Lucy Blandemere was entering on her twenty-second year. While very young she had lost her mother. Her father, a Colonel in the East Indian army, seldom was seen in England. Young Lucy had grown up in the family of her uncle, a nobleman, in Westmorland, who left her almost her own mistress. Happily, Mrs. Morton, a distant relative, had been found to become the willing governess of the child and to superintend her education. In 1859 Lucy was a beautiful person, grand, fair; sensible and haughty by turns, with a dreamy imagination and a determined spirit. She loved the old music, accounts of foreign voyages, and the poems of Moore. Her father, an Adjutant-General, had been
charged with a political and military mission in Persia, and resided at Tauris. She had gone with Mrs. Morton to pass some months with him. The country displeased her at first. It was not the Orient of books. But she consoled herself soon for the disappointment, by discovering, in place of the conventional beauties which they described, other beauties more vivid, more satisfying, which she had not anticipated. Lieutenant Stewart, son of the great lord with whom Lucy had passed her infancy, had preceded her to Tauris, whither he had gone as aide-de-camp to General Blandemere. He could not separate himself from his beautiful relation. She neither encouraged nor repulsed him. It did not enter into the views of Miss Blandemere to declare herself at once. Meanwhile, as the Lieutenant had been recalled to England at the same time that Lucy was necessitated to return, she consented to make the journey in company with her cousin.
No untoward incident marked their first movements. Till the caravan came to the Turco-Persian frontier the weather was uniformly beautiful.
The day on which we find them on the afore-mentioned little plain the voyagers were just finishing their breakfast. Mrs. Morton prepared for her daily nap. The Lieutenant had taken from his baggage, a fowling-piece which some one had given him a little before his departure from Tauris, and, in company with the Turkish Armenian, called Tikraine-Effendi, had gone out to try the range of the rifle. Whilst the old lady was buried in her cushions, Miss Blandemere seated herself at the opening of the great tent. She saw a high pole in the distance surmounted by a plank as a target. The Armenian fired first, and missed. The Lieutenant was alike unfortunate. Either his ordinary skill was at fault, or the target was too far off, for he could not put a single ball in the plank, and he was mortified with his unsuccessful attempts.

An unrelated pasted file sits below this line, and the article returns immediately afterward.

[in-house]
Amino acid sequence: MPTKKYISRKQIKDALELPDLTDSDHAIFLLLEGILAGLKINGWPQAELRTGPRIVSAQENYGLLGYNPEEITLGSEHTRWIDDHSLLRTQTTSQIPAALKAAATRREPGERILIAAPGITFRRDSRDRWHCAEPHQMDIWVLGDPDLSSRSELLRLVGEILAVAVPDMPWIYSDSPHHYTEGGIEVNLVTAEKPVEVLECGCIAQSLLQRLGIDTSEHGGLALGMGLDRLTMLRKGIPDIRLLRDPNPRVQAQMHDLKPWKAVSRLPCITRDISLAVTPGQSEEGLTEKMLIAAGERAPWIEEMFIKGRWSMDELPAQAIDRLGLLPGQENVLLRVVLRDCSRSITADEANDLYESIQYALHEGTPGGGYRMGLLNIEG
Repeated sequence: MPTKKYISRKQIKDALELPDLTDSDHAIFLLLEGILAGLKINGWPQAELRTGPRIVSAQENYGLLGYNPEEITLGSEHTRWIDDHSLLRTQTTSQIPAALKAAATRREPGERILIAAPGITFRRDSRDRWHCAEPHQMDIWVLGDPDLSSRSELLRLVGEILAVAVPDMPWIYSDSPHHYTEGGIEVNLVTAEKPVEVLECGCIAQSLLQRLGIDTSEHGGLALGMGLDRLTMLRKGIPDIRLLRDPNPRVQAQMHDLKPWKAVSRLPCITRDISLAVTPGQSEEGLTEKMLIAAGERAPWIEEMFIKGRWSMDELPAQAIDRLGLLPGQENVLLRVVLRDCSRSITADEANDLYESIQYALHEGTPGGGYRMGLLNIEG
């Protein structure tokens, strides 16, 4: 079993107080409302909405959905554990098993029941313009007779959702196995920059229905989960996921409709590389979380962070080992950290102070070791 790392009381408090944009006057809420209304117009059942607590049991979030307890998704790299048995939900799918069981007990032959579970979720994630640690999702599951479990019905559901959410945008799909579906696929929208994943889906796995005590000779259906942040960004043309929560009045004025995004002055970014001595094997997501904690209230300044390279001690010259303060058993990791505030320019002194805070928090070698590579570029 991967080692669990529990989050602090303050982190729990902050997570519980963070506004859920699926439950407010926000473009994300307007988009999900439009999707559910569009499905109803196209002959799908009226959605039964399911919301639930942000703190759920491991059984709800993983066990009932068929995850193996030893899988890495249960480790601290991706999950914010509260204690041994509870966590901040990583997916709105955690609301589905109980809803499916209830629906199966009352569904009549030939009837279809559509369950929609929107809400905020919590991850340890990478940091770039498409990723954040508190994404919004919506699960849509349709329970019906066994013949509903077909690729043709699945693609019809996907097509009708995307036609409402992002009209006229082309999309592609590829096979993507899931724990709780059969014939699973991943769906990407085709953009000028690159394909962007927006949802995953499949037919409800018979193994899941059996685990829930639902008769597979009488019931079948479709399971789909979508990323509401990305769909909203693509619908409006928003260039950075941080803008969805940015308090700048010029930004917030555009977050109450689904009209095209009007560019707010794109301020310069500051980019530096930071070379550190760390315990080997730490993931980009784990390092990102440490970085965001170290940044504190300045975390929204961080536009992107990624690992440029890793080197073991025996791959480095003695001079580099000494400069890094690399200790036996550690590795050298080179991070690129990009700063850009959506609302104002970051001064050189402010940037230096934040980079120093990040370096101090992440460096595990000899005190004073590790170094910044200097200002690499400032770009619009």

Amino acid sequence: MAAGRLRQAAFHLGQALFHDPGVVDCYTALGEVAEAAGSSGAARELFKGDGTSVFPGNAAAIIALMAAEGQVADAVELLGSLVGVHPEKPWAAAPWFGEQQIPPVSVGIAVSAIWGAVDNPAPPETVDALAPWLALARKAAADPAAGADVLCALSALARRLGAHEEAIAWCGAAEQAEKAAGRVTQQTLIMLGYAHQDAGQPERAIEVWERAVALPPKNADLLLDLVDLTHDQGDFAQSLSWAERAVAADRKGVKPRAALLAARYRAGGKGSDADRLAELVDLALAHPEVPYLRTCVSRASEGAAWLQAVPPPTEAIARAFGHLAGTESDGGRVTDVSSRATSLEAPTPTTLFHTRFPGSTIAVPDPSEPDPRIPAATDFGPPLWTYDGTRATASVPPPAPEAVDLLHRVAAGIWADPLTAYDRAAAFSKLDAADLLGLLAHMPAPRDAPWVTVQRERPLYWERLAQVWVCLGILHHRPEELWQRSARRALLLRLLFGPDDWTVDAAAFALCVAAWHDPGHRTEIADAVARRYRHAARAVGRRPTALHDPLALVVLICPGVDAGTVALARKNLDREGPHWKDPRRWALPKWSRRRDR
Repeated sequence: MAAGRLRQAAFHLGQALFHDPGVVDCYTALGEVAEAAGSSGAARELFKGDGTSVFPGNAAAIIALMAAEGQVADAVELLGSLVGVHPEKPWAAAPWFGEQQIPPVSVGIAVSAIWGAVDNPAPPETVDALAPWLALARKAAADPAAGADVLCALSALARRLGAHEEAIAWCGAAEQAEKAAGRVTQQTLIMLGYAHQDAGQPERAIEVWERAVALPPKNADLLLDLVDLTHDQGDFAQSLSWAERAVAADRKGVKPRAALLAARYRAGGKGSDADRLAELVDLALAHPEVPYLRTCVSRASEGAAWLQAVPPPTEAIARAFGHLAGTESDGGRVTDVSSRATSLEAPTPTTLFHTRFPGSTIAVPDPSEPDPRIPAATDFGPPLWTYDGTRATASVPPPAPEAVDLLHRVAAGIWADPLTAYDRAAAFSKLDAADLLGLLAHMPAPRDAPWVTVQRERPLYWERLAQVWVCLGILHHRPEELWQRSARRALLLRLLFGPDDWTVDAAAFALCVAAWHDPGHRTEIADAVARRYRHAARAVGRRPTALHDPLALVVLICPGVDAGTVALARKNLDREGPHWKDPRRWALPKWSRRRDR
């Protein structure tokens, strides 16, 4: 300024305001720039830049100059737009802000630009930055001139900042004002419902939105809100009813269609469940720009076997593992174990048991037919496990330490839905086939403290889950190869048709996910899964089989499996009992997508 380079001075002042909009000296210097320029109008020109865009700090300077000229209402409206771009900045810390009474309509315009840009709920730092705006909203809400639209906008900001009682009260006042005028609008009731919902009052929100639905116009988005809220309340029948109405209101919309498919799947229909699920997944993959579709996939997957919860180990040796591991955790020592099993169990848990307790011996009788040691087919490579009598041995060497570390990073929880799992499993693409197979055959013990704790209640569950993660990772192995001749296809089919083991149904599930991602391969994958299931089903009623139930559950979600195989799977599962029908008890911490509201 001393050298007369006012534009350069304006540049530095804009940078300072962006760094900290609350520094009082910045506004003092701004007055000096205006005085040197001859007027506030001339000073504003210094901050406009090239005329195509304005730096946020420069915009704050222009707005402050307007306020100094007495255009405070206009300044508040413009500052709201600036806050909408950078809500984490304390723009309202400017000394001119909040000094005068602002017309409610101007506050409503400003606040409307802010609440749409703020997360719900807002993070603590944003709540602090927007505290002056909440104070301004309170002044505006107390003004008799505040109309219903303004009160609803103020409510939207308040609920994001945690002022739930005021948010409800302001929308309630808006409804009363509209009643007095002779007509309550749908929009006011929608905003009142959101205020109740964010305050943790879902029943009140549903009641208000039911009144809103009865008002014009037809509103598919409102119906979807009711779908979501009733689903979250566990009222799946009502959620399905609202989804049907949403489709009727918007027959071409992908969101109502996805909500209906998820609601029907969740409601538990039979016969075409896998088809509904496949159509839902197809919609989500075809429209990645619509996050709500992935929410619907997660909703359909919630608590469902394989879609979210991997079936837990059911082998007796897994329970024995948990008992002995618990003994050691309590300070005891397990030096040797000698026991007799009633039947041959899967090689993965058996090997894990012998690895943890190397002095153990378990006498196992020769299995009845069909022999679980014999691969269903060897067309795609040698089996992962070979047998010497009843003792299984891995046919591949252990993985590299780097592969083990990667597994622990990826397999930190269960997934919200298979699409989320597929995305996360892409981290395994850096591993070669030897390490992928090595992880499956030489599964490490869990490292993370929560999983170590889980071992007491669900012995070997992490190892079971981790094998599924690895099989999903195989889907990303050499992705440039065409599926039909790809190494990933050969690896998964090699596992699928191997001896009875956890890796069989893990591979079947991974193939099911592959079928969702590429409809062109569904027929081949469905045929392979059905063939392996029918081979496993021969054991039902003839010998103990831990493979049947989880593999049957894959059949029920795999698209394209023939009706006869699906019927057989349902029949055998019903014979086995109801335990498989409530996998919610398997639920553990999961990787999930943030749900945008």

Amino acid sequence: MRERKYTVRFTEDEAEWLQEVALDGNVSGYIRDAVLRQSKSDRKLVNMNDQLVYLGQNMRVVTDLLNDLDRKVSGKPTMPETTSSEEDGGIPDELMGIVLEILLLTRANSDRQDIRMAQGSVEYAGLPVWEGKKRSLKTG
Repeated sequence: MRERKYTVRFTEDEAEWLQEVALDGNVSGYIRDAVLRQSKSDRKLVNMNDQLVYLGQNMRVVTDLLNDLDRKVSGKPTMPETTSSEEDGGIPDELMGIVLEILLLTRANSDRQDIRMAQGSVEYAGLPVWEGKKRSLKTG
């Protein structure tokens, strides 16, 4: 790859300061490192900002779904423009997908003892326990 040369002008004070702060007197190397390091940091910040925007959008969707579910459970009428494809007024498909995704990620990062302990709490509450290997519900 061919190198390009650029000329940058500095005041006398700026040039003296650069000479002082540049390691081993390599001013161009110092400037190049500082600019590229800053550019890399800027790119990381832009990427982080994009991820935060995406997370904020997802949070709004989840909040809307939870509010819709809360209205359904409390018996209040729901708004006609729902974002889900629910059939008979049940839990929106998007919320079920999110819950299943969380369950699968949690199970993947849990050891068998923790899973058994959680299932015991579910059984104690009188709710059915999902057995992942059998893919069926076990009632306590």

Turning her eye to the opposite side of the plain, Lucy saw a small group of voyagers who stopped by the side of the way. One of them wore the fez and riding-coat of Constantinople. The others were poorly clad as peasants. They regarded curiously, and with a little irony, the unsuccessful efforts of the officer. At an order of the master, one of the peasants went to the horses which fed in the distance, and detaching from a saddle a long gun inlaid with mother of pearl, brought it to him. The master opened the powder pan, cleaned it with his nail, and renewed the priming,
waiting till Stewart and Tikraine suspended their fusillade. Then kneeling on the road he made a little heap of stones on which he rested his piece; then stretching on the ground he aimed, and fired. At the first shot he struck the mark though placed at an enormous distance.
Such address was wonderful. The travellers turned to look at the shooter. Without moving he introduced with his ramrod a rag into the barrel of his gun, and cleaned it cautiously, charged anew, and shot again. The second ball struck as the first.
"These balls of the Turk must have been made by the Devil,” said Stewart to the Effendi, at the same time throwing his gun on the grass.
"That man has not the air of a Turk,'" answered Tikraine. "Despite his dress, he is a mountaineer and a Kurd."
"Kurd or Turk he is a clever fellow, and I go to compliment him," answered the Lieutenant; who as a true sportsman mingled admiration and esteem for such merit.
He had no time to felicitate his rival, who immediately resumed his journey. He vaulted lightly into his saddle, followed by his companions. A bend in the road caused him to pass the tent where Lucy sat spectatress of the scene. She now saw him near. He was twenty-four or twenty-five years of age, spare, nervous, with an eagle nose and piercing eyes. Those eyes of the bird of prey which at the distance of a league can distinguish one stone from another in the torrent's bed. He carried no arms, a strange thing in that country, where the most peaceful never leave the town but with the sabre at the side, and his Turkish vestments were of a rude simplicity. But his horse, of pure Arab blood, appeared swift, vigorous, full of ardour. The men who composed his escort were armed with guns, and large poniards like the Roman sword. He did not perceive Lucy till within two steps of her; but the sight produced on him an effect as strange as unexpected. His look, when he fixed his eyes upon her, expressed surprise and enthusiastic admiration. The prophet of the legend, for whom God opened for a moment the iron wall which engirdles paradise was not more dazzled by the view of the wonderful heaven than was that Kurd in contemplating the radient beauty of the stranger. The impression was as rapid as vivid. The cavalier could not restrain a violent movement which frightened his horse and made him bound. With quick and vigorous hand be brought